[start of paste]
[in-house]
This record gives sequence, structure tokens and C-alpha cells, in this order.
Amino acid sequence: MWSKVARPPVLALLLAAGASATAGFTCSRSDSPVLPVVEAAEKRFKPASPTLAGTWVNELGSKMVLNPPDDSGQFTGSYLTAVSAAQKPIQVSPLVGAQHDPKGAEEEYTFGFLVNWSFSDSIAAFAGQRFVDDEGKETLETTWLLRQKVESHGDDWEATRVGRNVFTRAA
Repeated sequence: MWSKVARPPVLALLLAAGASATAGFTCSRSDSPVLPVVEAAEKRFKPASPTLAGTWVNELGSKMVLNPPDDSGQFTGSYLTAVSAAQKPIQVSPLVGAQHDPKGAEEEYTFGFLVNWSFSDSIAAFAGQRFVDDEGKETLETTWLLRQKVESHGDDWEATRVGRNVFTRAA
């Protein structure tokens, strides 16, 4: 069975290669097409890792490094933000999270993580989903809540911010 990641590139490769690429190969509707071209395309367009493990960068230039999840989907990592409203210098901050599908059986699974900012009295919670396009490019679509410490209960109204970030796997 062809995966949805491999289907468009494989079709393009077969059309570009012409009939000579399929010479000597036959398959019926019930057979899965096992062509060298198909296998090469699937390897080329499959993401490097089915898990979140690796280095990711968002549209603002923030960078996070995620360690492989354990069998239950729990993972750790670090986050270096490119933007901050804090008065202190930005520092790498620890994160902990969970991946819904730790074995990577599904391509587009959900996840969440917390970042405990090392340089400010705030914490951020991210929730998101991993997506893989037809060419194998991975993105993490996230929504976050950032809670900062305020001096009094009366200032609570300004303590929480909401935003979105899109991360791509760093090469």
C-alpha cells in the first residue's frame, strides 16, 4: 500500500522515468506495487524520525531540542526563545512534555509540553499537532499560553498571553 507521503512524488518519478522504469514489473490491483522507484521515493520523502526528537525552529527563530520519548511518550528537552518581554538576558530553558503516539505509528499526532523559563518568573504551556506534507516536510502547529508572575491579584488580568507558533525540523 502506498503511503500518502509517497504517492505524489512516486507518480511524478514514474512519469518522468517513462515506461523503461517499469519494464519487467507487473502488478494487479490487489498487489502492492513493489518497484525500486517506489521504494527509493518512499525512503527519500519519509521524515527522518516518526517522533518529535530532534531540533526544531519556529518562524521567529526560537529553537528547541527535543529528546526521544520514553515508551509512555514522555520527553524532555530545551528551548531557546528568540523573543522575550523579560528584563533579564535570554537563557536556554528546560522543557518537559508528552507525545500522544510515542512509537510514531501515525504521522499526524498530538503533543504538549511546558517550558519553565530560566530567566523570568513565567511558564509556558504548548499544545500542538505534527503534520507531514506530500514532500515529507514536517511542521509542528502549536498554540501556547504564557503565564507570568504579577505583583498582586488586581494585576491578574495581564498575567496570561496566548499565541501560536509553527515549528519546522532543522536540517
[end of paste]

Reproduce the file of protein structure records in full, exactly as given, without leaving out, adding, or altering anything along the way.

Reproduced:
[in-house]
This record gives sequence, structure tokens and C-alpha cells, in this order.
Amino acid sequence: MWSKVARPPVLALLLAAGASATAGFTCSRSDSPVLPVVEAAEKRFKPASPTLAGTWVNELGSKMVLNPPDDSGQFTGSYLTAVSAAQKPIQVSPLVGAQHDPKGAEEEYTFGFLVNWSFSDSIAAFAGQRFVDDEGKETLETTWLLRQKVESHGDDWEATRVGRNVFTRAA
Repeated sequence: MWSKVARPPVLALLLAAGASATAGFTCSRSDSPVLPVVEAAEKRFKPASPTLAGTWVNELGSKMVLNPPDDSGQFTGSYLTAVSAAQKPIQVSPLVGAQHDPKGAEEEYTFGFLVNWSFSDSIAAFAGQRFVDDEGKETLETTWLLRQKVESHGDDWEATRVGRNVFTRAA
């Protein structure tokens, strides 16, 4: 069975290669097409890792490094933000999270993580989903809540911010 990641590139490769690429190969509707071209395309367009493990960068230039999840989907990592409203210098901050599908059986699974900012009295919670396009490019679509410490209960109204970030796997 062809995966949805491999289907468009494989079709393009077969059309570009012409009939000579399929010479000597036959398959019926019930057979899965096992062509060298198909296998090469699937390897080329499959993401490097089915898990979140690796280095990711968002549209603002923030960078996070995620360690492989354990069998239950729990993972750790670090986050270096490119933007901050804090008065202190930005520092790498620890994160902990969970991946819904730790074995990577599904391509587009959900996840969440917390970042405990090392340089400010705030914490951020991210929730998101991993997506893989037809060419194998991975993105993490996230929504976050950032809670900062305020001096009094009366200032609570300004303590929480909401935003979105899109991360791509760093090469």
C-alpha cells in the first residue's frame, strides 16, 4: 500500500522515468506495487524520525531540542526563545512534555509540553499537532499560553498571553 507521503512524488518519478522504469514489473490491483522507484521515493520523502526528537525552529527563530520519548511518550528537552518581554538576558530553558503516539505509528499526532523559563518568573504551556506534507516536510502547529508572575491579584488580568507558533525540523 502506498503511503500518502509517497504517492505524489512516486507518480511524478514514474512519469518522468517513462515506461523503461517499469519494464519487467507487473502488478494487479490487489498487489502492492513493489518497484525500486517506489521504494527509493518512499525512503527519500519519509521524515527522518516518526517522533518529535530532534531540533526544531519556529518562524521567529526560537529553537528547541527535543529528546526521544520514553515508551509512555514522555520527553524532555530545551528551548531557546528568540523573543522575550523579560528584563533579564535570554537563557536556554528546560522543557518537559508528552507525545500522544510515542512509537510514531501515525504521522499526524498530538503533543504538549511546558517550558519553565530560566530567566523570568513565567511558564509556558504548548499544545500542538505534527503534520507531514506530500514532500515529507514536517511542521509542528502549536498554540501556547504564557503565564507570568504579577505583583498582586488586581494585576491578574495581564498575567496570561496566548499565541501560536509553527515549528519546522532543522536540517